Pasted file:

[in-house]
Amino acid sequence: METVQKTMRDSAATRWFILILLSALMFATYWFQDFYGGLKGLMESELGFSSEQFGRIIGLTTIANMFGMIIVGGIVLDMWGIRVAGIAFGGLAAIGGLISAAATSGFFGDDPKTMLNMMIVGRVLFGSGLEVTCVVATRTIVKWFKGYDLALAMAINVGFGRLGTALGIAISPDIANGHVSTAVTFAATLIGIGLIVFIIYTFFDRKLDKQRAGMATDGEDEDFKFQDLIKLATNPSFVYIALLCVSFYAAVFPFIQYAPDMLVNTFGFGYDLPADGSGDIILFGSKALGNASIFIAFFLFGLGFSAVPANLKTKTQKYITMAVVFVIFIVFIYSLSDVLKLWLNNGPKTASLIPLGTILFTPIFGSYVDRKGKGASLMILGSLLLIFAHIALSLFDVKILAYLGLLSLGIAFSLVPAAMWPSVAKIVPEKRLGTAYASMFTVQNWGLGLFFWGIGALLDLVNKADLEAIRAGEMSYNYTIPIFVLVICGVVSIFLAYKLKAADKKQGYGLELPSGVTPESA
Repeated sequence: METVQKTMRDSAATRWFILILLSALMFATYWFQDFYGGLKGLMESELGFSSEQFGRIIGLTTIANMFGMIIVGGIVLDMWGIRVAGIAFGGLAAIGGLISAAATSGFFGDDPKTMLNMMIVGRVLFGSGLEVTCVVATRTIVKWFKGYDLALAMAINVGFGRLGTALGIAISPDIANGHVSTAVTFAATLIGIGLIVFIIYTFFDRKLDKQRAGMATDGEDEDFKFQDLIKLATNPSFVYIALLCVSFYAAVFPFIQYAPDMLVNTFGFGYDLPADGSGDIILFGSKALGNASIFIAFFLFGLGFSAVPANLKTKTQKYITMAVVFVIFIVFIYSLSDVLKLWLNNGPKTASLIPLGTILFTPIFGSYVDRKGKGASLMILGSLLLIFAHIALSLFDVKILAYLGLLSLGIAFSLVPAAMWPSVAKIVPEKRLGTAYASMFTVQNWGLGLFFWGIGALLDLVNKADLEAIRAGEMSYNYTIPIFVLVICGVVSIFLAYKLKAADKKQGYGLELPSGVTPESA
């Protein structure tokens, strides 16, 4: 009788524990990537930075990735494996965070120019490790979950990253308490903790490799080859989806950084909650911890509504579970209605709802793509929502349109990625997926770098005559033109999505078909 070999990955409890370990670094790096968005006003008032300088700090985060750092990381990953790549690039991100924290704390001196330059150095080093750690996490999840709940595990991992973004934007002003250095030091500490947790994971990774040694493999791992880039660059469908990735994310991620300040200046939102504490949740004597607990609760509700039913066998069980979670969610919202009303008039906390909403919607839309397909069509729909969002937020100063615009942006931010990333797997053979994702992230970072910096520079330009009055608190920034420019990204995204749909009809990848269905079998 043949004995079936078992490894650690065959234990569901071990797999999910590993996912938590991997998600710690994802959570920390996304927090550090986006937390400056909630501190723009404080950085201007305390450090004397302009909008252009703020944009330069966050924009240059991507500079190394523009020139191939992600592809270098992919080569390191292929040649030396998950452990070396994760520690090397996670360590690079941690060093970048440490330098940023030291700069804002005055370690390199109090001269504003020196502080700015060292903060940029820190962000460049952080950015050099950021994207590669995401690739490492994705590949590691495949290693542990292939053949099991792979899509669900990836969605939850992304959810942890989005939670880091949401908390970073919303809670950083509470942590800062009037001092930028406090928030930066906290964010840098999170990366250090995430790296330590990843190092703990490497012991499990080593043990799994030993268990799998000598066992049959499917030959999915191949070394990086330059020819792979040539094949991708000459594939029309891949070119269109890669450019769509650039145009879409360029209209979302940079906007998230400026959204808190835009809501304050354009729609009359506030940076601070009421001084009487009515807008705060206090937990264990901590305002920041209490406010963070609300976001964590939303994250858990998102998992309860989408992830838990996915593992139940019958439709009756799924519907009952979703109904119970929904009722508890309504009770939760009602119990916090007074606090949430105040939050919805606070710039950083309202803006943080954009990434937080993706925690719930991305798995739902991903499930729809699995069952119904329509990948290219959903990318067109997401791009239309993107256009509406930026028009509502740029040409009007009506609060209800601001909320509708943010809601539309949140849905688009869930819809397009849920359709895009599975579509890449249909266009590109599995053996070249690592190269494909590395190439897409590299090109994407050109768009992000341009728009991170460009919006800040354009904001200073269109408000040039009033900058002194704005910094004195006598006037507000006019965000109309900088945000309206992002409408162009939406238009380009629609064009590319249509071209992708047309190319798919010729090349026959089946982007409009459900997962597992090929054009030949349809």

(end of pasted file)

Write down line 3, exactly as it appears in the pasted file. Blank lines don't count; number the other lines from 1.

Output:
Repeated sequence: METVQKTMRDSAATRWFILILLSALMFATYWFQDFYGGLKGLMESELGFSSEQFGRIIGLTTIANMFGMIIVGGIVLDMWGIRVAGIAFGGLAAIGGLISAAATSGFFGDDPKTMLNMMIVGRVLFGSGLEVTCVVATRTIVKWFKGYDLALAMAINVGFGRLGTALGIAISPDIANGHVSTAVTFAATLIGIGLIVFIIYTFFDRKLDKQRAGMATDGEDEDFKFQDLIKLATNPSFVYIALLCVSFYAAVFPFIQYAPDMLVNTFGFGYDLPADGSGDIILFGSKALGNASIFIAFFLFGLGFSAVPANLKTKTQKYITMAVVFVIFIVFIYSLSDVLKLWLNNGPKTASLIPLGTILFTPIFGSYVDRKGKGASLMILGSLLLIFAHIALSLFDVKILAYLGLLSLGIAFSLVPAAMWPSVAKIVPEKRLGTAYASMFTVQNWGLGLFFWGIGALLDLVNKADLEAIRAGEMSYNYTIPIFVLVICGVVSIFLAYKLKAADKKQGYGLELPSGVTPESA